Q11. Drew is an ineligible college student as he does not meet any eligibility requirement for a college student. He is now off for the summer and plans to continue college in the Fall. Nothing has changed in his case. Can Drew be considered an eligible college student?

A11. Drew would still be considered an ineligible college student even in the summer as he still does not meet the student status rules.


Q12. Andrea was disqualified from SNAP during the school year because she was receiving a majority of her meals at school. However, she was considered an eligible college student as she received the MASSGrant. She is now off for the summer and moved back home with her parents. Can Andrea be considered an eligible college student?

A12. Since she is not boarding at this time, Andrea can now be considered an eligible college student as she is receiving the MASSGrant. You must not go in at the end of the summer and remove her or mark her as an ineligible college student based on Simplified Reporting rules. The next reporting period will adjust her eligibility status.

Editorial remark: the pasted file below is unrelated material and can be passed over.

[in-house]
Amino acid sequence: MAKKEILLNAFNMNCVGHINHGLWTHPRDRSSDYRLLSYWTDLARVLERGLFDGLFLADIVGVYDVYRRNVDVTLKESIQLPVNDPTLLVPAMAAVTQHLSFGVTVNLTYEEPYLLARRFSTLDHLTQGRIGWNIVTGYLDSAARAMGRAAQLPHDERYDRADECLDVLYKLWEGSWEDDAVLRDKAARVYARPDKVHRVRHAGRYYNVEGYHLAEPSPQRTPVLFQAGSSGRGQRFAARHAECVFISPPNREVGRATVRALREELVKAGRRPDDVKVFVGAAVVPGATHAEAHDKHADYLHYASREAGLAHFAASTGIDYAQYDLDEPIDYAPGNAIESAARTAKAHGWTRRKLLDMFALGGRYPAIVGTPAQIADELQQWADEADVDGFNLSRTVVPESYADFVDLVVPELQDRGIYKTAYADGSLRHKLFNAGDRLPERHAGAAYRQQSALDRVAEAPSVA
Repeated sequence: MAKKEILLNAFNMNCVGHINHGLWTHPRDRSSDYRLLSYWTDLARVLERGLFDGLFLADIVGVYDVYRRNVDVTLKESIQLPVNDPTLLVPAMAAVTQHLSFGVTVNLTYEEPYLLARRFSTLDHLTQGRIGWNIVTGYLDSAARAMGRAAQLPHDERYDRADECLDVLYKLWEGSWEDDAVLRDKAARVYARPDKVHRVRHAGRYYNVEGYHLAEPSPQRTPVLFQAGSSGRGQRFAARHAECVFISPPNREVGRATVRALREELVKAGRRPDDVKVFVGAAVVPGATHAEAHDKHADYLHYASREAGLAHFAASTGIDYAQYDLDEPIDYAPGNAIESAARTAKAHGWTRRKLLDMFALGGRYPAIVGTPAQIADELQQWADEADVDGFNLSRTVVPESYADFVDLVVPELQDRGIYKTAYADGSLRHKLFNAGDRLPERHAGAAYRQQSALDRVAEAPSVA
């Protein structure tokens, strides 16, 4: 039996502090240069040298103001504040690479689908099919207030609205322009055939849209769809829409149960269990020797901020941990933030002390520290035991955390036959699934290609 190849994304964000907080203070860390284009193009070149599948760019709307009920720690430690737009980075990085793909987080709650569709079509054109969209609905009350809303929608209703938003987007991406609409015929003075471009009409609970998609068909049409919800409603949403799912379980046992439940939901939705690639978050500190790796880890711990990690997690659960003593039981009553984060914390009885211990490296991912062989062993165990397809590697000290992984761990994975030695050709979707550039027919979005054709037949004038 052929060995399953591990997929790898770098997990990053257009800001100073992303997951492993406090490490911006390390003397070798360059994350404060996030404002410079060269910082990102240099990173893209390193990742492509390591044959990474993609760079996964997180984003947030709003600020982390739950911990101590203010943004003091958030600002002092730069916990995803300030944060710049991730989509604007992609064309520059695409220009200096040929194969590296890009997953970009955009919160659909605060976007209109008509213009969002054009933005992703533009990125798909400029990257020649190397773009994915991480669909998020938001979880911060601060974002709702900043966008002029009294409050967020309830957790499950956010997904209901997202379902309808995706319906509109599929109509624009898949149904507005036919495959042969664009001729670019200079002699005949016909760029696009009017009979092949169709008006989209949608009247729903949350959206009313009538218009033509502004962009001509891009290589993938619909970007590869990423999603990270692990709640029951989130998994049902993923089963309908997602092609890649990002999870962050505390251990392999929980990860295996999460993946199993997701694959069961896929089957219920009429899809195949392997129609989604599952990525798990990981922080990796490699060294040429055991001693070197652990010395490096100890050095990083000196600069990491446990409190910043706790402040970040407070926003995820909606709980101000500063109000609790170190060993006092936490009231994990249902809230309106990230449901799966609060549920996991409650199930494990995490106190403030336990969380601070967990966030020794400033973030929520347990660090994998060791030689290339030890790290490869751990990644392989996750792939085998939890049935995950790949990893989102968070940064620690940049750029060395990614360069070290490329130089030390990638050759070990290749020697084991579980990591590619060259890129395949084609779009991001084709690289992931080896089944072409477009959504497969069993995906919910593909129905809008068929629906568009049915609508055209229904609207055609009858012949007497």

Q13. Jamie is at her recertification period in June. During the recertification interview, she states that she applied and was accepted at Berkshire Community College and will start in the Fall Semester. After the interview, she submits her completed EDUC-1 and CCE forms.  After reviewing the forms, I notice she is not an eligible college student. Would continuous enrollment rules apply?

A13. No. Since Jamie’s start date is in the future, you cannot apply continuous enrollment rules. She is eligible for SNAP if otherwise eligible, as we will not apply the student rules until she starts school. At her next reporting period, you must review the forms and mark her as an ineligible college student if she still does not meet any eligibility requirements at that time.